Grief Within Grief: What Happens to Grievers of Profound Loss When an Entire Community Is Grieving?

To listen to an audio reading of this post, click here or go to

Grief is a tidal wave that overtakes you, smashes down upon you with unimaginable force,sweeps you up into its darkness, where you tumble and crash against unidentifiable surfaces, only to be thrown out on an unknown beach, bruised, reshaped.

Stephanie Ericsson

What I remember about May of 1992 is the crushing weight of silence. A silence that pressed down hard on my chest during many a random afternoon as I sat inert, watching the clock hands move, while my 14 month old son napped in his crib upstairs.

During that same month, historic floods bore down on my city. People died. People lost their homes.

Yet the destruction all around me barely registered in my awareness.

My whole world had blasted apart — my husband had suddenly died in February, leaving me widowed at age 30, alone with a baby son. I was in searing pain, struggling for emotional survival. My singular, unique, personal grief was so intense that I didn’t have the wherewithal to notice or join in collective grief about the floods.

One of my clients describes a similar scenario in her life: Her teenage son died from a terrible terminal illness two days before the World Trade disaster on September 11th 2001. Her life was so wrecked that societal distress and trauma barely made an impression on her.

When the bedrock of your life has shattered, grief and pain are so overwhelming and intense that there’s no room to take in or respond to traumas outside the immediate center of your life.

Even though all grief in response to the pandemic is legitimate and needs to be welcomed and held, I’m here to offer extra support to those of you who have sustained a soul-crushing loss of someone dear to you just before or during this pandemic.


Grief: It’s Not Just One Thing

Our culture is so emotionally unintelligent that we lump all grief into a one-size-fits-all package. Which is completely inaccurate. And we’re not very good at dealing with any kind of grief at all.

I think that’s why people who grieve feel so alone or pathologized or confused in our society.

The pandemic has generated countless losses and disruptions for almost every person alive. And because of our cultural ineptness with painful emotions, many people have been struggling with the grief and anger and anguish about all of these losses.

That’s why I’ve been writing to help you understand, name, soothe, and express those painful emotions— to contribute to the emotional skills and understanding of everyone in our society, so that everyone can bear and receive comfort in grief. No matter what your grief is for, no matter how large or small the loss.

Yet grief is complex. It’s not just one thing. There are many more layers to explore.

As you learn to face and express your own painful emotions, you learn how to accompany others when they feel painful emotions, instead of perpetuating the isolation that so often accompanies grief in our world.


Different Losses, Different Griefs

They truth is that there are different types of loss.

Which means there are different types of grief.

All grief is necessary, valid, and important.

All grief, expressed, leads to the adaptive actions of seeking support, pulling in to heal, and softening into gratitude and compassion. (See my post with more details about this.)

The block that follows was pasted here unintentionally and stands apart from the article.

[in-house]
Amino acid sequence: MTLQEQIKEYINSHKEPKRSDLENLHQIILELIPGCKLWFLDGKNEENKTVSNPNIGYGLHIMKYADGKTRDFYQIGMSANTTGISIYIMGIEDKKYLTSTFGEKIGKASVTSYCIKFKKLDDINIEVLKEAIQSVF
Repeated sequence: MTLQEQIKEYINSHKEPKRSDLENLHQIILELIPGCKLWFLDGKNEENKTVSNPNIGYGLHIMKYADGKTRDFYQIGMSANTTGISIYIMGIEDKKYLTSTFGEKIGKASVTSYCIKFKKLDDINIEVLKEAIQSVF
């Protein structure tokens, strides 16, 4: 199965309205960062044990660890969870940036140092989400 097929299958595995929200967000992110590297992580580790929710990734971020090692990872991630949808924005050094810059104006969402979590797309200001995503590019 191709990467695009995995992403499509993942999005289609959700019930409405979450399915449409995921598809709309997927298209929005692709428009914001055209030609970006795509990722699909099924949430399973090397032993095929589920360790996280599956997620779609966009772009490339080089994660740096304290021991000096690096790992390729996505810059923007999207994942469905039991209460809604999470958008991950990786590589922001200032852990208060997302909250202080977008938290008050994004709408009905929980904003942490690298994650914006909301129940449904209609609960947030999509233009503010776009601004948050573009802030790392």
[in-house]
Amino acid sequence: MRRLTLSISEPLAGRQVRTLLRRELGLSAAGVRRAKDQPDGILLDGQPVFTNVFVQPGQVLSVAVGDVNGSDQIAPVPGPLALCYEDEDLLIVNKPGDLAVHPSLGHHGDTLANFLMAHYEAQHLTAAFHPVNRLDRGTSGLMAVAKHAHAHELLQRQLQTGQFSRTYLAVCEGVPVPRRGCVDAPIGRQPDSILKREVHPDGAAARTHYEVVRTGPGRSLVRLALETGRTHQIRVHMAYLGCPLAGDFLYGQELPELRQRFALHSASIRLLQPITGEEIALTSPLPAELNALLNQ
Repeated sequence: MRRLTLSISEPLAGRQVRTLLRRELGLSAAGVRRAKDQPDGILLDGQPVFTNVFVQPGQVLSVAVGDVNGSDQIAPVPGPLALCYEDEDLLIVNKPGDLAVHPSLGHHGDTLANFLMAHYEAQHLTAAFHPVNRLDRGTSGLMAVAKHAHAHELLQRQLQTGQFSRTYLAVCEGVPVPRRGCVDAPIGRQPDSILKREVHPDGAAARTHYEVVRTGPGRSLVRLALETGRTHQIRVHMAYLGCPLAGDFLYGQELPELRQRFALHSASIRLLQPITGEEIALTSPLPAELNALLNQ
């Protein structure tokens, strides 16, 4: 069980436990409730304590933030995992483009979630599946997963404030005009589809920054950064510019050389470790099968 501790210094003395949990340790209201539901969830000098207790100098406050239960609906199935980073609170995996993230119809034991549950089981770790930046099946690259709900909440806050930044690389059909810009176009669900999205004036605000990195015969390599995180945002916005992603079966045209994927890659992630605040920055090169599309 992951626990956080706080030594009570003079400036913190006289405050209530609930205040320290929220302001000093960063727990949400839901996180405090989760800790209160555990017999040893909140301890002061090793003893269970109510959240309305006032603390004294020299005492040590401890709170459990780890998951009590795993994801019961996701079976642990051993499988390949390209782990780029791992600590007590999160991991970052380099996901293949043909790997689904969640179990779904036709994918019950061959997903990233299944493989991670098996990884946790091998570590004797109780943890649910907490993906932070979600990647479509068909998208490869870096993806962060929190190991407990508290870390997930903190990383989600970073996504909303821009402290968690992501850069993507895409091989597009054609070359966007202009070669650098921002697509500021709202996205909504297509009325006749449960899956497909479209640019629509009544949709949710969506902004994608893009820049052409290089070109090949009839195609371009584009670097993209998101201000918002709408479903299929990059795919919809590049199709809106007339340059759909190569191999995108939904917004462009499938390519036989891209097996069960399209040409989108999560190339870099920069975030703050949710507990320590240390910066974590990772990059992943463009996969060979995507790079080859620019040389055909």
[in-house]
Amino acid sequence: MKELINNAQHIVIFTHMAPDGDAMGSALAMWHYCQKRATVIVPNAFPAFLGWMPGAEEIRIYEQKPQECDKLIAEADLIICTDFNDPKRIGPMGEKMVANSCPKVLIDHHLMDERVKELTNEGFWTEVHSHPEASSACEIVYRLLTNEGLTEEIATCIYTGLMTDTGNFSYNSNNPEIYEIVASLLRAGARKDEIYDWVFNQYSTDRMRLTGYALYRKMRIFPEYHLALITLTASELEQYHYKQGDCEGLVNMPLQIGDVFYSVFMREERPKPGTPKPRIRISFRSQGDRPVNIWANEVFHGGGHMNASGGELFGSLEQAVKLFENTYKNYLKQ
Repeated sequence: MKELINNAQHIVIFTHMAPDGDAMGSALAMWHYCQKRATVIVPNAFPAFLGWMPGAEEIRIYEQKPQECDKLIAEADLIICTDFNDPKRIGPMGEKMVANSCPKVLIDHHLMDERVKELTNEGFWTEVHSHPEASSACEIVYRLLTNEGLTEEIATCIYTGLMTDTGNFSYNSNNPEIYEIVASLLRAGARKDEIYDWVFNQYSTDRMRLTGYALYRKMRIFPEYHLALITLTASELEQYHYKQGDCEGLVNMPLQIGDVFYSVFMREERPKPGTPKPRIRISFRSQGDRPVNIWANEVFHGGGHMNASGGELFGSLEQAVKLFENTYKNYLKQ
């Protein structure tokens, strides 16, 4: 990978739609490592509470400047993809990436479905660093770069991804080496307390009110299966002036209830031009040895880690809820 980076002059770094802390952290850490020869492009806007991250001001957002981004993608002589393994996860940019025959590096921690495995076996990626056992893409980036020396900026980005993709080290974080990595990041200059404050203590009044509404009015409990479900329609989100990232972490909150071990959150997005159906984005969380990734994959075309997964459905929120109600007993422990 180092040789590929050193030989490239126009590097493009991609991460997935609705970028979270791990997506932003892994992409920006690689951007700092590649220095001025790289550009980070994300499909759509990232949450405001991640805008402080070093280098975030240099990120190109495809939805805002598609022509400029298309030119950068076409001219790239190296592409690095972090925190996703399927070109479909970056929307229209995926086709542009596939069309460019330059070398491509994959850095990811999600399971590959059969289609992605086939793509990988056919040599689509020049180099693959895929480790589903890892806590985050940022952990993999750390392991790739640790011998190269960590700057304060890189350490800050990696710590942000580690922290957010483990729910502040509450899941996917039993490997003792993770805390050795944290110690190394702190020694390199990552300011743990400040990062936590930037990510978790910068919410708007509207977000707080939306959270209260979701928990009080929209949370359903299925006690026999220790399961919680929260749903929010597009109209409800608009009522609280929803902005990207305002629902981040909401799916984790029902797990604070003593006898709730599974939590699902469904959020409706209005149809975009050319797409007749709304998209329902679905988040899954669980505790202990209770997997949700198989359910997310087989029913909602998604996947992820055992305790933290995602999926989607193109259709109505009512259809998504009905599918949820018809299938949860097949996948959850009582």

Yet some losses pierce to the center of your being and shatter life as you know it. Grief due to these kinds of enormous losses calls for additional support and understanding.

Note that I’m not saying that shattering grief is more deserving of support than other griefs. I don’t think it’s accurate or productive to rank the types of grief according to whose grief is more or less valid, or more or less worthy of acknowledgement.

Yet I am saying that loss that smashes the center of your soul is going to last longer, and be heavier and more intense than other types of loss. It’s going to call for more robust understanding from others, and extensive support for a longer period of time than other types of grief.

The reason I love the Stephanie Ericsson quote that opens this post is that it’s an accurate description of the type of grief I’m talking about: Colossal grief. Grief over the loss of someone dear and precious to you, grief over a loss that cuts close to the bone. Grief over traumatic loss, or any loss that shakes the foundation of your being.

I’ve written a lot about this kind of grief and will continue to write more. Here, let’s explore how this specific type of massive grief might be generating specific experiences within coronavirus time.


Contending With Personal, Enormous Grief in the Midst of a Pandemic

Above, my story and my client’s story — where we couldn’t attend to societal distress during our own times of grief — illustrate an aspect of this type of overwhelming grief: It’s all-consuming.

Personal loss of a close loved one can obliterate interest in anything outside of your immediate circle of life. That type of grief can be so shattering that it can cause you to wonder why people who are dealing with grief over losses less central to their very soul are struggling.

If you’ve lost a precious loved one recently, either before or in the midst of this pandemic, you might feel:

  • Unempathic, to a degree, about the losses other people are experiencing right now that are due to something other than illness or death — losses of vacations and graduations and restaurant outings. (At least no one’s dead!)
  • Forgotten in your pain, as all the folks around you have become preoccupied with their own fear, grief, and discomfort about the pandemic-rendered chaos and uncertainty. (Can’t they see that you can hardly breathe?)